Monday, December 04, 2006

Florida Creates "Board Certification" For IP Lawyers

Last week, the Florida Supreme Court approved a program for board certification in specific areas of law (22 to be exact), including intellectual property law. Any lawyer who is a member in good standing of The Florida Bar and who meets the standards prescribed by the state's Supreme Court may be issued an appropriate certificate identifying the lawyer as a "Board Certified Intellectual Property Lawyer."

Some minimum requirements for intellectual property law board certification include:

  • At least five years of law practice immediately preceding application;
  • Practicing patent application prosecution before the U.S. Patent and Trademark Office qualifies if the lawyer is a registered patent attorney or registered patent agent;
  • At least 30 percent of practice in matters related to intellectual property law during the three years immediately preceding application;
  • Experience requirements during the five years immediately preceding application for at least one of the following categories: patent application prosecution, patent infringement litigation, trademark law and copyright law;
  • Satisfactory peer review assessment of competence in the intellectual property law field as well as character, ethics and professionalism in the practice of law;
  • At least 45 hours of continuing legal education within the three years preceding application; and
  • Passage of a written examination demonstrating knowledge, skills and proficiency in the field
Interestingly, back in 1963, the Supreme Court ruled in Sperry v. Florida that Florida could not prohibit patent agents from performing within the State tasks which are incident to the preparation and prosecution of patent applications before the USPTO, and that 35 U.S.C. 31 preempted any state laws that governed this area.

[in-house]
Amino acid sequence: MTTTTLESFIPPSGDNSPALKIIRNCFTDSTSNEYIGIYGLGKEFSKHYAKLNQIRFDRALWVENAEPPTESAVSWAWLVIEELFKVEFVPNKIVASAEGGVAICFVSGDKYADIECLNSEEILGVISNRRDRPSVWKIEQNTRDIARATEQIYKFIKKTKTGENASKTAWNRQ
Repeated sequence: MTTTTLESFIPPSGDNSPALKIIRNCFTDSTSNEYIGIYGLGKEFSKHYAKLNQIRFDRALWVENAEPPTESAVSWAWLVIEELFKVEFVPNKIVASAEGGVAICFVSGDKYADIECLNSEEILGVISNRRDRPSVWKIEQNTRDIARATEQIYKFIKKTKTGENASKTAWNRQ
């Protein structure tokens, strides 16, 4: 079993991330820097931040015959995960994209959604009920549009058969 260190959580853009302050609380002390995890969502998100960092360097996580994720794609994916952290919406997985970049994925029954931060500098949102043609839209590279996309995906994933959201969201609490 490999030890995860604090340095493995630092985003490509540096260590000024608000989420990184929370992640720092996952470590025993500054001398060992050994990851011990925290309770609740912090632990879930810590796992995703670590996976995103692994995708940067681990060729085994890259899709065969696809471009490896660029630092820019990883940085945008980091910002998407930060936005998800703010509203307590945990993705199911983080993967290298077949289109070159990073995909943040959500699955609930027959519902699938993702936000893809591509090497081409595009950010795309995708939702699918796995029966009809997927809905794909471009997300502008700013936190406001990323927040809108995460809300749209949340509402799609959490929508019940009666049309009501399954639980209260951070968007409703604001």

View a draft of the proposed rules here.

Tampa Bay Business Journal story here.

2 Comentários:

Anonymous said...


As a Registered Patent Attorney and Florida bar member, I have been closely following the new certification.

One concern, of course, is that non-lawyers will not appreciate the distinction between "Board Certified Intellectual Property Lawyer" and an attorney registered to practice before the United States Patent and Trademark Office and will be confused by the certification.

How many members of the public understand that a "Board Certified Intellectual Property Lawyer" in Florida CANNOT file and prosecute patent applications before the U.S. Patent Office. Naturally, this may lead to confusion as to the differences between PTO registration and Florida Board Certification.

Of course, most Registered Patent Attorneys in Florida will probably seek Florida board certification anyway just to cover all bases.

John Rizvi
Registered Patent Attorney
Florida Intellectual Property Law Blog

Google Advertising said...

To be a lawyer is not an effortless job. It requires long enough studies and different processes on search just to cope up on a better lawyer. Good luck to those lawyers who will belong to meet their standards. Hopefully many will be recognizes and will be given a credentials.

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